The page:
Tuesday, January 20, 2009

Envy and other musings on a cold January afternoon

On November 4th, a huge chunk of the citizens of the United States of America participated in a free election that put in place the first black man as the 44th president. For country that grew its economic wealth on the exploitation and oppression of others, this was an amazing feat even in itself. And today, braving the bitter Washington DC cold, this man was sworn in with a ceremony that was moving and inspirational, into his office. This man, Barrack Obama, has become the new iconic symbol of global change. He is the black man from the West. He is the future of international relations.

My feelings at this point towards this man and his people are a combination of being impressed and envy. The journey to this point and the ability to get here is what I envy. On the day of the American elections, there were no reports of violence or rigging (no reports might not mean that they did not happen). People went to the polls, cast their vote and went about their day. At the end, the results were announced and the losing party bowed out with a graceful show of sportsmanship and stepped aside so the winning team could take centerstage. The entire country, irrespective of their beliefs and voting choices unified to welcome the new president home. It was like a page out of fairy tale book on what democracy is all about.

My eyes filled with tears as I listened to the 44th president make his first speech as president but I refused to let them fall. It is quite the heartbreak to hear such inspirational words coming from someone addressing his people and come from a country like mine.

I am a Nigerian. And I am wondering when we as a people will be courageous enough to demand leaders who manage our growth towards stability and further development. I wonder when we refuse to be poor in thought, words and deed because poverty is not just about a lack of legal tender; that is simply being broke. When will the mention of my nationality not mean an invitation for people to share what negative experiences they have heard about or experiences with some other Nigerians?

I don't know.

Maybe in twenty years. If we all make the conscious decision to work towards it.

Now, I watch the Americans celebrate.

In a while, and God willing I will be a part of it, so will we.

The Nigerians, I mean....and all other nationalities who wish it.


bumight said...

I couldnt have said it better. Even as i watched the proceedings from Nov 4 up till this moment, everytime i cant help but draw the contrast.

we will get there sooner or later. i just hope its sooner.

AlooFar said...

We'll get there soon. I'm sure. We just have to work towards it.

ibiluv said...


one day soon

we will get there

Miss Definitely Maybe said...

this kind of democracy
is rarely seen in Africa
maybe its greed
maybe its lack of knowledge
but hopefully one day we will all wake up and smell the cliched coffee

Shubby Doo said...

well said...truly...sometimes you really do just hit the nail on the head with your posts...i concur 100%

amen to us getting there...together

Jaja said...


I left a litle message for u my dear. Later.

Anonymous said...

We will get there but then it needs work. We cant just hope to get there. Sacrifices must be made by you and I. I mean for an Obama to happen thousands of people first had to die. Are you willing to die for the idea of democracy in Nigeria.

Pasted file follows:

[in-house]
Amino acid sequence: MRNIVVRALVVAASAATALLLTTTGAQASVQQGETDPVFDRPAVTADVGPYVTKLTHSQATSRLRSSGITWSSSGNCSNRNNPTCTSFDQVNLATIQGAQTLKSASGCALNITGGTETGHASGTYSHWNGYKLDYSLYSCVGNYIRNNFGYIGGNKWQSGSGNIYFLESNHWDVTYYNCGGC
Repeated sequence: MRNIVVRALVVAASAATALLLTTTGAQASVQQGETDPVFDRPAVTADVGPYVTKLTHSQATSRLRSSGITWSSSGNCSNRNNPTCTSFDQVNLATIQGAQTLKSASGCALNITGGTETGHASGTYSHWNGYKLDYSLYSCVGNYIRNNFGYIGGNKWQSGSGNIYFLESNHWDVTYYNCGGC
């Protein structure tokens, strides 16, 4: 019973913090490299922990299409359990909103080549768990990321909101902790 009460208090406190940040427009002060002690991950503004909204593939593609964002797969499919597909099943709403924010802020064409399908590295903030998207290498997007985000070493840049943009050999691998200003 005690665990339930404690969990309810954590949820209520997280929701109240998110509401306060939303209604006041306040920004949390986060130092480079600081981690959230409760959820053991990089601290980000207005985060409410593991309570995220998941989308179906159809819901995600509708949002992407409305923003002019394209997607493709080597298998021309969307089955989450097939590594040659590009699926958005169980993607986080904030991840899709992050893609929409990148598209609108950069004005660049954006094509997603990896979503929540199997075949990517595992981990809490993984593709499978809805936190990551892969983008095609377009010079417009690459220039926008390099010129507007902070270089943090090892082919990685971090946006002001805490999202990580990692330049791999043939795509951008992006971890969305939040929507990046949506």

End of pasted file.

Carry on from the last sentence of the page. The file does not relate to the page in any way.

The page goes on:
princesa said...

Amen!E go happen...one day!

Happy new year dear.

Afolabi said...

Obama's win and inauguration was inspiring, and it made me even curious about this whole civil rights movement and fights that had to take place before he could get into power. And wow, the African-Americans that fought or protested, did go through a lot. And I think we (Nigerians) can get there, but there's that part of me that thinks there will have to be changes and movements, first of all.

maitumbi said...

Me,I confess, I cried when he was taking the oath of office. They did it. Now , can we?

guerreiranigeriana said...

...yes, yes...but let us not forget the last two elections where all sorts of fuckery occurred here in this very united states of ameriker...i think it had a lot to do with why americans made sure that this election ran as it should...americans made it pretty obvious that enough was enough...the government was scared to fuck around so blatantly as it has over the past eight years...

...naija will get there too...when nigerians get fed up enough to not be able to take it anymore and have no qualms about expressing that to the government, we'll see change...hope and love must replace the apathy...

...happy new years!...if i haven't already said so...i salute you...

Carlang said...

When will we get there?

It's really very simple.
America finds itself leading the international world by virtue of it's composition. It is not just a nation of Caucasians. It is also one of Arabs, Hispanics, Afro americans and Asians.
Simply put, America is a nation open to all members of the world because it is a nation for ,mostly, all members of the world.

Nigeria ,on the contrary, is a black nation open ( and only appealing) to only Nigerians.

It will take a lot for Nigeria to suddenly be thrust into the affairs of the international world.
The best we can hope for is to gain some credibility in our recently assummed standing amongst African Nation.

Still i do believe there is Hope for this petulant country of ours.

I only think such freedom and hope lies more in pursuing a future which will resemble the docile but incredible delightful country of Canada and less in the energetic excesses of a country which would dare to lead by example and love despite it's occasional flaws.